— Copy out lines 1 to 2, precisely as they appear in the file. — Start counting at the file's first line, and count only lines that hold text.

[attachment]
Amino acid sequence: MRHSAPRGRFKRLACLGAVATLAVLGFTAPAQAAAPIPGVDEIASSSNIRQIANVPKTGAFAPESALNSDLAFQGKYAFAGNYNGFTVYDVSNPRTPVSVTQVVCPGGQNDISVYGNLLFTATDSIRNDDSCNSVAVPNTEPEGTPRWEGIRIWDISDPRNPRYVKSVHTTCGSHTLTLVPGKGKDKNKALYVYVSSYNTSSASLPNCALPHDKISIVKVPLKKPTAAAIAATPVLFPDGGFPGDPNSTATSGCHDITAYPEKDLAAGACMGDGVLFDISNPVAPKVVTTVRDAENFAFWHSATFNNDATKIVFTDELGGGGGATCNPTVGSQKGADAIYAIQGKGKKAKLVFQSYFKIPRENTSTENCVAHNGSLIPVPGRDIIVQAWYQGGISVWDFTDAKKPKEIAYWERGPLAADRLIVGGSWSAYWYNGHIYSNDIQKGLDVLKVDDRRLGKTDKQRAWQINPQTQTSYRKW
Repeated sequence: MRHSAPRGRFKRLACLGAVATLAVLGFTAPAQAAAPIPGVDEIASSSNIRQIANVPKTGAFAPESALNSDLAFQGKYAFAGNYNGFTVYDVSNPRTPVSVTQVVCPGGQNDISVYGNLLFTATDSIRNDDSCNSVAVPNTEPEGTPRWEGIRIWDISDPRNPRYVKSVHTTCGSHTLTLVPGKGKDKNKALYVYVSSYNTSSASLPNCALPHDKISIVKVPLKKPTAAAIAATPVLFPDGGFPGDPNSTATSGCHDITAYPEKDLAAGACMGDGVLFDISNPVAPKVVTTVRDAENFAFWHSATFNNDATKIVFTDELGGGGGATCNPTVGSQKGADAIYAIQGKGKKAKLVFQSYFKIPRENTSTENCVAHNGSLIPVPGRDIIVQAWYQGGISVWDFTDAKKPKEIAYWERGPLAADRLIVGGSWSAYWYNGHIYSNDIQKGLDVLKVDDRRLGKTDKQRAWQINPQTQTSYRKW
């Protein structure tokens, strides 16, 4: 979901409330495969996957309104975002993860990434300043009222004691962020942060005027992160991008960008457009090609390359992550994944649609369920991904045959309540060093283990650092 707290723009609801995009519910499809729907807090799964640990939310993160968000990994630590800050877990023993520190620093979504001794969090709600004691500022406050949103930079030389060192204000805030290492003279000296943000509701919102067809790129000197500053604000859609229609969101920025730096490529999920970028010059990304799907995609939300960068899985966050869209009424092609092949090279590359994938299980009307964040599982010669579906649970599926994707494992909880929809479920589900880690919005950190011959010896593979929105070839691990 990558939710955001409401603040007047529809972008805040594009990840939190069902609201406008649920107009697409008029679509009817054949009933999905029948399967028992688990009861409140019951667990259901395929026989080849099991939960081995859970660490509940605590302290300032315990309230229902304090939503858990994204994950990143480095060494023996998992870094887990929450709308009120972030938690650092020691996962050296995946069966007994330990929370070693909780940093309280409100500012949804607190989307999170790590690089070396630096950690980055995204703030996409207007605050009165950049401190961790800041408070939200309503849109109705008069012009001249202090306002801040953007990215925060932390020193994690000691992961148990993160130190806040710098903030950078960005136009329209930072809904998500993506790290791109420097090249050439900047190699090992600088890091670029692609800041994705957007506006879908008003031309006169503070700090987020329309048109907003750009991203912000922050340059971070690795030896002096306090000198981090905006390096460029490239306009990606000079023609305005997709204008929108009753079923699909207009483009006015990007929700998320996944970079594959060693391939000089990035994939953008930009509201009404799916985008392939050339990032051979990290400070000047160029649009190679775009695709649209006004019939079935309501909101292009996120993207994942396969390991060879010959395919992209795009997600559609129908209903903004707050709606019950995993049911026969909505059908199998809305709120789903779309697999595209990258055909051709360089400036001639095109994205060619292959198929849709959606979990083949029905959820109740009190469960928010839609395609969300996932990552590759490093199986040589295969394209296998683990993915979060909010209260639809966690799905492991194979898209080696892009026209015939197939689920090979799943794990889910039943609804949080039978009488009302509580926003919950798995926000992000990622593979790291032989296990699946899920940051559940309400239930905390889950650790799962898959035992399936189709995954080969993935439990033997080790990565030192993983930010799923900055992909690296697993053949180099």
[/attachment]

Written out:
Amino acid sequence: MRHSAPRGRFKRLACLGAVATLAVLGFTAPAQAAAPIPGVDEIASSSNIRQIANVPKTGAFAPESALNSDLAFQGKYAFAGNYNGFTVYDVSNPRTPVSVTQVVCPGGQNDISVYGNLLFTATDSIRNDDSCNSVAVPNTEPEGTPRWEGIRIWDISDPRNPRYVKSVHTTCGSHTLTLVPGKGKDKNKALYVYVSSYNTSSASLPNCALPHDKISIVKVPLKKPTAAAIAATPVLFPDGGFPGDPNSTATSGCHDITAYPEKDLAAGACMGDGVLFDISNPVAPKVVTTVRDAENFAFWHSATFNNDATKIVFTDELGGGGGATCNPTVGSQKGADAIYAIQGKGKKAKLVFQSYFKIPRENTSTENCVAHNGSLIPVPGRDIIVQAWYQGGISVWDFTDAKKPKEIAYWERGPLAADRLIVGGSWSAYWYNGHIYSNDIQKGLDVLKVDDRRLGKTDKQRAWQINPQTQTSYRKW
Repeated sequence: MRHSAPRGRFKRLACLGAVATLAVLGFTAPAQAAAPIPGVDEIASSSNIRQIANVPKTGAFAPESALNSDLAFQGKYAFAGNYNGFTVYDVSNPRTPVSVTQVVCPGGQNDISVYGNLLFTATDSIRNDDSCNSVAVPNTEPEGTPRWEGIRIWDISDPRNPRYVKSVHTTCGSHTLTLVPGKGKDKNKALYVYVSSYNTSSASLPNCALPHDKISIVKVPLKKPTAAAIAATPVLFPDGGFPGDPNSTATSGCHDITAYPEKDLAAGACMGDGVLFDISNPVAPKVVTTVRDAENFAFWHSATFNNDATKIVFTDELGGGGGATCNPTVGSQKGADAIYAIQGKGKKAKLVFQSYFKIPRENTSTENCVAHNGSLIPVPGRDIIVQAWYQGGISVWDFTDAKKPKEIAYWERGPLAADRLIVGGSWSAYWYNGHIYSNDIQKGLDVLKVDDRRLGKTDKQRAWQINPQTQTSYRKW